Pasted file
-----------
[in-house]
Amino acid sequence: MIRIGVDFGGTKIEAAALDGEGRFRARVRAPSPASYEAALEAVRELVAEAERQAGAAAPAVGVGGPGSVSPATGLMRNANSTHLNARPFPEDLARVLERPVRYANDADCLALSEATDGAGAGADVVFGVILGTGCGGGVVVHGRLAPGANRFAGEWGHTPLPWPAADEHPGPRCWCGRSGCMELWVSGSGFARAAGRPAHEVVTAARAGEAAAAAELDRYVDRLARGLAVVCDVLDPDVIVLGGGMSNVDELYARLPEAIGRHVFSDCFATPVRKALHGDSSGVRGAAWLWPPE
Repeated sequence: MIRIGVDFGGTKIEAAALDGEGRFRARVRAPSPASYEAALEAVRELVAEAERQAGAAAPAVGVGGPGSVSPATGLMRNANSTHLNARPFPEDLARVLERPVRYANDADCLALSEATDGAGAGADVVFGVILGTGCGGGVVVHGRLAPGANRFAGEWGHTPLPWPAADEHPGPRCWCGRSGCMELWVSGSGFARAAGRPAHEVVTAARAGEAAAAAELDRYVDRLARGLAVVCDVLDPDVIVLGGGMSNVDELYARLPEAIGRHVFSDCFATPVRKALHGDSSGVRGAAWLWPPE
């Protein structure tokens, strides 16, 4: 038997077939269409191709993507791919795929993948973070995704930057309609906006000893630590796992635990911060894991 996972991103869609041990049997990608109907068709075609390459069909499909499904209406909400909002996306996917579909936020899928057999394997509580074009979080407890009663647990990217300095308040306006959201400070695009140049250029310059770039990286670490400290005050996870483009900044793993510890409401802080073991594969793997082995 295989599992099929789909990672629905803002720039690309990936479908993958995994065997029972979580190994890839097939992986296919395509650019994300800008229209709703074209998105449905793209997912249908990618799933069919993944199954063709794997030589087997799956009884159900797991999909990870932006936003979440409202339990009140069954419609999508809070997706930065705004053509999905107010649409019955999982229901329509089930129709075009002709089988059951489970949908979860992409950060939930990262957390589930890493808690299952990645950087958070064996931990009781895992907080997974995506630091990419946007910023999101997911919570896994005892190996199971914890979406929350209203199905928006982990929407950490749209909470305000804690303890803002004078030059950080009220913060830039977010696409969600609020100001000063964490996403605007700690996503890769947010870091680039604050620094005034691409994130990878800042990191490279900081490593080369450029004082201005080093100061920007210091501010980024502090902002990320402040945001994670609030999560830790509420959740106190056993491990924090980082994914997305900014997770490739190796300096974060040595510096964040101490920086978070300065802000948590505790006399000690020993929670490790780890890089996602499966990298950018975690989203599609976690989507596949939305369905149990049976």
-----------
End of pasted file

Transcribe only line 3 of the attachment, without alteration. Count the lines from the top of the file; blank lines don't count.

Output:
Repeated sequence: MIRIGVDFGGTKIEAAALDGEGRFRARVRAPSPASYEAALEAVRELVAEAERQAGAAAPAVGVGGPGSVSPATGLMRNANSTHLNARPFPEDLARVLERPVRYANDADCLALSEATDGAGAGADVVFGVILGTGCGGGVVVHGRLAPGANRFAGEWGHTPLPWPAADEHPGPRCWCGRSGCMELWVSGSGFARAAGRPAHEVVTAARAGEAAAAAELDRYVDRLARGLAVVCDVLDPDVIVLGGGMSNVDELYARLPEAIGRHVFSDCFATPVRKALHGDSSGVRGAAWLWPPE